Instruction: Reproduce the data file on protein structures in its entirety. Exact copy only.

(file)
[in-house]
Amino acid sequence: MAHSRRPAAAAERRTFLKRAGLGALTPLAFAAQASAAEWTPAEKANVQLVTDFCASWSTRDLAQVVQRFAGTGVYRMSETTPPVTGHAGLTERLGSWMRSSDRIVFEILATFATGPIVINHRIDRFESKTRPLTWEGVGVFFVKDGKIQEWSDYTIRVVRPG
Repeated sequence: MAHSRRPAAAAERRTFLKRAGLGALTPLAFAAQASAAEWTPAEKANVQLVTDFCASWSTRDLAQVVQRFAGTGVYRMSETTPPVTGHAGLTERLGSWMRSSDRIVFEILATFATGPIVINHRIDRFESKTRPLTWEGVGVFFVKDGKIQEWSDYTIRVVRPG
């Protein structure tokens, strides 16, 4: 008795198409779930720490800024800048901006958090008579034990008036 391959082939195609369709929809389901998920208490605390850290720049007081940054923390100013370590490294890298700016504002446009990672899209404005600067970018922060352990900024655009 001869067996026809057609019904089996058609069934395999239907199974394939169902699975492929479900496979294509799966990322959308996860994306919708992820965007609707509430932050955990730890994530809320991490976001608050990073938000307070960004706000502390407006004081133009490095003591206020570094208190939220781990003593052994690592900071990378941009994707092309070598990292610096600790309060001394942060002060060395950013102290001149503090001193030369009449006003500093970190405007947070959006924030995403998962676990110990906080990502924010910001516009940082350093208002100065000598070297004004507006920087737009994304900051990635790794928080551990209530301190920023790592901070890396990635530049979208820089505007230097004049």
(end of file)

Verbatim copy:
[in-house]
Amino acid sequence: MAHSRRPAAAAERRTFLKRAGLGALTPLAFAAQASAAEWTPAEKANVQLVTDFCASWSTRDLAQVVQRFAGTGVYRMSETTPPVTGHAGLTERLGSWMRSSDRIVFEILATFATGPIVINHRIDRFESKTRPLTWEGVGVFFVKDGKIQEWSDYTIRVVRPG
Repeated sequence: MAHSRRPAAAAERRTFLKRAGLGALTPLAFAAQASAAEWTPAEKANVQLVTDFCASWSTRDLAQVVQRFAGTGVYRMSETTPPVTGHAGLTERLGSWMRSSDRIVFEILATFATGPIVINHRIDRFESKTRPLTWEGVGVFFVKDGKIQEWSDYTIRVVRPG
């Protein structure tokens, strides 16, 4: 008795198409779930720490800024800048901006958090008579034990008036 391959082939195609369709929809389901998920208490605390850290720049007081940054923390100013370590490294890298700016504002446009990672899209404005600067970018922060352990900024655009 001869067996026809057609019904089996058609069934395999239907199974394939169902699975492929479900496979294509799966990322959308996860994306919708992820965007609707509430932050955990730890994530809320991490976001608050990073938000307070960004706000502390407006004081133009490095003591206020570094208190939220781990003593052994690592900071990378941009994707092309070598990292610096600790309060001394942060002060060395950013102290001149503090001193030369009449006003500093970190405007947070959006924030995403998962676990110990906080990502924010910001516009940082350093208002100065000598070297004004507006920087737009994304900051990635790794928080551990209530301190920023790592901070890396990635530049979208820089505007230097004049």